In a groundbreaking ceremony yesterday morning, Metro and local elected officials marked the start of work on a nearly $900-million Metro rail station which will provide a long-sought connection with Los Angeles International Airport.

The 96th Street Station Metro Bike hub. Image courtesy of Grimshaw Architects.

“Everyone traveling to or from LAX should have access to modern, reliable public transportation that gets them to their destination on time,” said Los Angeles Mayor and outgoing Metro Board Chair Eric Garcetti. “The Airport Metro Connector is a historic step toward reimagining how travelers experience our airport — a turning point that will be a source of jobs and economic growth, reduce congestion, and help our airport realize its potential as a world-class gateway to Los Angeles.”

The Airport Metro Connector (AMC), which will rise from a roughly 9.5-acre site at the intersection of Aviation Boulevard and 96th Streets, will allow passengers from the Crenshaw/LAX and Green (C) Lines to access the new LAX automated people mover system.  The projects will include

  • a 16-bay bus plaza with capacity for charging infrastructure;
  • a multi-level active transportation and bike hub;
  • a vehicle drop-off zone;
  • a customer service center;
  • public toilet facilities beyond the fare paid zone;
  • commercial space; and
  • a sculpture by Los Angeles artist Glenn Kaino, which will be incorporated into the station's hub structure.

Bird's eye view of 96th Street station. Image courtesy of Grimshaw Architects.

“This is an exciting project that will serve as the “Gateway” to LAX for future generations — just as LAX has long served as the gateway to Southern California for so many millions of people,” said Metro chief executive officer Stephanie Wiggins, who was appointed to the role in April. “The AMC station will also provide multiple connections to the Metro system and will help airport-area employees and travelers easily get to wherever they need to go in our region.”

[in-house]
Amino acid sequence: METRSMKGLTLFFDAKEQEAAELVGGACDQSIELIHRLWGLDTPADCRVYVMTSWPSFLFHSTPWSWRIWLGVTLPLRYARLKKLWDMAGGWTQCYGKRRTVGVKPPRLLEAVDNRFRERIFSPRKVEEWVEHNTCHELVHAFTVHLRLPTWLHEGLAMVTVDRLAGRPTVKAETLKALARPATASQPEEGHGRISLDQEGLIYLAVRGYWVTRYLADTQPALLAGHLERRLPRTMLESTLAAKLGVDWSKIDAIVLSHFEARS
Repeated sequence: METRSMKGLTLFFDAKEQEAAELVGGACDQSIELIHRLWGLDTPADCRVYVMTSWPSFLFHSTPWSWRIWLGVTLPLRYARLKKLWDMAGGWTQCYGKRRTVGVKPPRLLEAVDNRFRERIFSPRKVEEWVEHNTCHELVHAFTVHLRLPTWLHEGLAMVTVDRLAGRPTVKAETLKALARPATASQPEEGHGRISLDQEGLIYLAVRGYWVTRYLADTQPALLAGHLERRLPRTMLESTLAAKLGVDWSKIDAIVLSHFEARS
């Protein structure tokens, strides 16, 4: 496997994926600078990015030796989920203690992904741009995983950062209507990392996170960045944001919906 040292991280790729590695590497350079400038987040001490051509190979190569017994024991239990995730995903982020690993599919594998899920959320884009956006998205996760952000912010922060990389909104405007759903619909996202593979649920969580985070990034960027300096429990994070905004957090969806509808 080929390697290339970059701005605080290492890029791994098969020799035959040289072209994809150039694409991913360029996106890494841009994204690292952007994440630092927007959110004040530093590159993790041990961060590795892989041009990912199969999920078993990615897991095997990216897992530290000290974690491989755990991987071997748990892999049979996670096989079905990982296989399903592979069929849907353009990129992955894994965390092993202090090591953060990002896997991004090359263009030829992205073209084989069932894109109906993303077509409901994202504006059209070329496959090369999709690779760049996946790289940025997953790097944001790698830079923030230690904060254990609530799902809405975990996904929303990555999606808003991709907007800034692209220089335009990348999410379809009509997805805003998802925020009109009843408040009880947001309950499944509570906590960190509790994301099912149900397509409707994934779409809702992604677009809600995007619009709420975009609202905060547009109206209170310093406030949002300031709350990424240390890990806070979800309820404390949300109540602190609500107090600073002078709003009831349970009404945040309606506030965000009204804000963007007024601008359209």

Construction of the AMC station, which is scheduled for completion in 2024, will overlap with likely overlap with the launch of the Crenshaw/LAX Line, interrupting service for a period of approximately 20 months.  While trains would not be able to reach the station during that time period, Metro would maintain access to a neighboring rail maintenance and storage facility during the course of construction.

With a price tag of nearly $900 million, the budget for the AMC has increased by $260-million from a pre-construction estimate of $637 million.  Metro has secured just over $711 million in funding for the project, with the remaining gap to be filled using $187 million in Proposition A and C funds.

View of the planned light rail platformsGrimshaw Architects

Since breaking ground in 2014, the Crenshaw/LAX Line has faced repeated delays, with construction seemingly coming to a standstill.  The 8.5-mile light rail line, which was originally scheduled to open in 2019, could see a second service interruption for nearly two years when construction begins for a planned grade separation project at Centinela Avenue in Inglewood.

Though a separate project, the AMC station complements a more than $14-billion capital improvement project now taking shape at LAX that includes the people mover, a consolidated rental car facility, ground transportation hubs, and renovations and expansions of existing terminals.